Getting quick answers to grammar-related questions can be a challenge. Here’s a great free online resource called Common Errors in English Usage by Paul Brians. Brians is an Emeritus Professor of English at Washington State University- http://www.wsu.edu/~brians/errors/errors.html
Many grammar guides offer lengthy convoluted descriptions of grammar rules. I especially like this one because . . . → Read More: Free Practical Grammar Resource
The Hard Way The correct use of who and whom, like all personal pronouns, depends on how the pronoun functions in the sentence. Pronouns either function as the subject of the verb or the object of the verb. The difficulty of who and whom, unlike other personal pronouns, is that it’s not easy to . . . → Read More: Choosing Who or Whom with Confidence is as Easy as 1, 2, 3.
The Productivity Problem Poorly written emails create confusion, hinder progress, and derail projects. Most people ramble as they type in the hope that something will get done.
The Productivity Solution Well-written emails, on the other hand, help people solve problems, meet important deadlines, and keep projects on target. When you write, remember: clear writing . . . → Read More: The Productivity Checklist
The purpose of business writing is to take care of business. Business writing is about getting things done—solving problems, meeting important deadlines, and keeping projects on target. When business professionals, especially senior management teams, remember this function of writing, everyone within an organization becomes more productive. Not only will senior managers increase their productivity, . . . → Read More: Avoid Hidden Verbs
When you write in business, you will be more effective when you use plain language. This means using short words, short sentences…and active voice. Use the active voice when you want to be direct, brief, and natural.
People use the active voice almost entirely when speaking because it is natural and easy to understand. . . . → Read More: Write in Active Voice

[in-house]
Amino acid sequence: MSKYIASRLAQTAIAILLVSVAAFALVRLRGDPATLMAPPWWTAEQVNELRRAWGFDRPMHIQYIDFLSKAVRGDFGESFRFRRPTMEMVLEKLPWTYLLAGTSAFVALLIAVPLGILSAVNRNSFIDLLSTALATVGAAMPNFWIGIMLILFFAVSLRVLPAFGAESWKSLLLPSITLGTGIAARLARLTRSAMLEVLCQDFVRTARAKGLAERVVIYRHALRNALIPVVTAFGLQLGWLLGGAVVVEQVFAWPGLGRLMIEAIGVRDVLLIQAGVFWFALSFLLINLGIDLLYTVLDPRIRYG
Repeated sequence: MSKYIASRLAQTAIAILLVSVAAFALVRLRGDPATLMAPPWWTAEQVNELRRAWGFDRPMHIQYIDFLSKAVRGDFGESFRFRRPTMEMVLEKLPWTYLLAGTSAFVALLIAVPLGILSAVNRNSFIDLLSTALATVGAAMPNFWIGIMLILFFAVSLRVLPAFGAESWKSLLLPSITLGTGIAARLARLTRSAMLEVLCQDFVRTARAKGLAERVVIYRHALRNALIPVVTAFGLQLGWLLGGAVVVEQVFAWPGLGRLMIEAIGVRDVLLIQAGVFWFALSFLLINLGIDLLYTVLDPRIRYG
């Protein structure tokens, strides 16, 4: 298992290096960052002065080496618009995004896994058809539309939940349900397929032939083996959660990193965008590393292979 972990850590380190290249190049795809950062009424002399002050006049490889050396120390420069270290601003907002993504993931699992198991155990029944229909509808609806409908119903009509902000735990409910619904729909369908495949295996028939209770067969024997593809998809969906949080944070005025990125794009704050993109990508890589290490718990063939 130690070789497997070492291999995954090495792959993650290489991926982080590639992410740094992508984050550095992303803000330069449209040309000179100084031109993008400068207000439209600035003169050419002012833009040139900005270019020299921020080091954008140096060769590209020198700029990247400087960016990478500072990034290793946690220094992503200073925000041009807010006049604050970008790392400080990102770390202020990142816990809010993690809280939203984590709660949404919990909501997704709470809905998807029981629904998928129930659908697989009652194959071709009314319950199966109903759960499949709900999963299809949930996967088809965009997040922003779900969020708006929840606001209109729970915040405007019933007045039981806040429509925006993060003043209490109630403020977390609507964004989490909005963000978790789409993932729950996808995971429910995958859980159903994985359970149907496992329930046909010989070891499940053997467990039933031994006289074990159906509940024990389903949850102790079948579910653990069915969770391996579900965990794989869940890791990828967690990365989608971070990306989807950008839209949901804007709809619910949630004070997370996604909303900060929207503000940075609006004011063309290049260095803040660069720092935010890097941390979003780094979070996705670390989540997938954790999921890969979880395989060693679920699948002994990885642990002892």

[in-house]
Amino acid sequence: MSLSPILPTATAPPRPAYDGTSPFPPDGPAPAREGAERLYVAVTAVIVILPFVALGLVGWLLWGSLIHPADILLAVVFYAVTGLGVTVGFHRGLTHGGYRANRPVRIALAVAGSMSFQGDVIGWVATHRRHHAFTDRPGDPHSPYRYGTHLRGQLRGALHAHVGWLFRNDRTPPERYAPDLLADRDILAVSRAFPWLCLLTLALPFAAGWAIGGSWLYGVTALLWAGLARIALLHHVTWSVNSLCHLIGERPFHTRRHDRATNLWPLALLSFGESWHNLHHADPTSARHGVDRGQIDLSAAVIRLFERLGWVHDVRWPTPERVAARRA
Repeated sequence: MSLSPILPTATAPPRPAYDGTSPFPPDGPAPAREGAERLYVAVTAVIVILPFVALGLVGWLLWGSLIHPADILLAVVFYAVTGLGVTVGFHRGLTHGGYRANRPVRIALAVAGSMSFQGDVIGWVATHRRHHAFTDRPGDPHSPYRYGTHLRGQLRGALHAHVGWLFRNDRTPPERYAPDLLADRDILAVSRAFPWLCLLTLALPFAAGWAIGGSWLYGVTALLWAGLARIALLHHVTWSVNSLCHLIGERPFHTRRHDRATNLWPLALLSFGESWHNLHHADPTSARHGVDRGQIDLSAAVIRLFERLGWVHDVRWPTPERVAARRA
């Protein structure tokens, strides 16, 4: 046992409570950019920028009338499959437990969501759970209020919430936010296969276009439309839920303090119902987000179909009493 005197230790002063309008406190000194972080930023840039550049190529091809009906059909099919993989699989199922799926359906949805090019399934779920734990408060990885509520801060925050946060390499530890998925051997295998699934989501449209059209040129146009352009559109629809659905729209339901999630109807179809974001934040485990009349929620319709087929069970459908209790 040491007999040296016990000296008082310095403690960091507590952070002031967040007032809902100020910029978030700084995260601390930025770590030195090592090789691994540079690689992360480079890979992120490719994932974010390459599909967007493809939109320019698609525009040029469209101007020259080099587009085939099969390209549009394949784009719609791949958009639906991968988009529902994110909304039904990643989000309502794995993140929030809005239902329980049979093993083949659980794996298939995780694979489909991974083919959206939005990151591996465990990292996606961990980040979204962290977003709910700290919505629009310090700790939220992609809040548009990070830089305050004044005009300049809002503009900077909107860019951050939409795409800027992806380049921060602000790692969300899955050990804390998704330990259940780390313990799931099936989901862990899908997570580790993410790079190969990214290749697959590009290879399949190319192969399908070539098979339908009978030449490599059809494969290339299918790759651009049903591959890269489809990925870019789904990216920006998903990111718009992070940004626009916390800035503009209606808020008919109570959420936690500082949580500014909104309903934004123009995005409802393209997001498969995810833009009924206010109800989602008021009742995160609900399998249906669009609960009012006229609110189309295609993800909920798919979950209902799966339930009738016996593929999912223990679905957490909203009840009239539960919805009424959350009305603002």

Readers are likely to stop reading at the first point of confusion—and this is true whether the writer is a CEO or an intern. So, to keep readers on-message, use short, simple words to make your meaning clear.
Remember the Purpose of Business Writing Business professionals are neither reading at leisure nor reading for . . . → Read More: Use Short, Simple Words
A Guideline for Sentence Length Make your business writing easy to read by using short sentences:
In letters, memos and e-mails, use an average sentence length of 12 to 15 words. In formal reports and technical documents, keep the average sentence length to about 20.
Short sentences usually contain one main idea that readers . . . → Read More: Use Short Sentences
Clear writing is clear thinking, framed for the reader, in plain language. Previous Business Writing Tips have focused on thinking clearly and framing ideas in one of three reader-friendly models. The next several Business Writing Tips will focus on using plain language.
A Simple Test Plain language is easy to read. It’s simple, clear, . . . → Read More: Use Plain Language
Productivity Tip To clearly communicate a deadline, timeline, or schedule for what needs to get done, avoid worn-out clichés in your closing sentence.
Give Readers What They Need, to Get What You Want Before readers can do what you want to get done, they need to know when you want it. They need to . . . → Read More: Avoid Worn-Out Clichés in Your Closing Sentence
Productivity Tip To clearly communicate what needs to get done, avoid worn-out clichés in your opening sentence.
Give Readers What They Want Readers scan most emails in 3-5 seconds looking for quick answers to the questions, “How does this email affect me? Do I have to do anything?” The farther the answers are from . . . → Read More: Avoid Worn-Out Clichés in Your Opening Sentence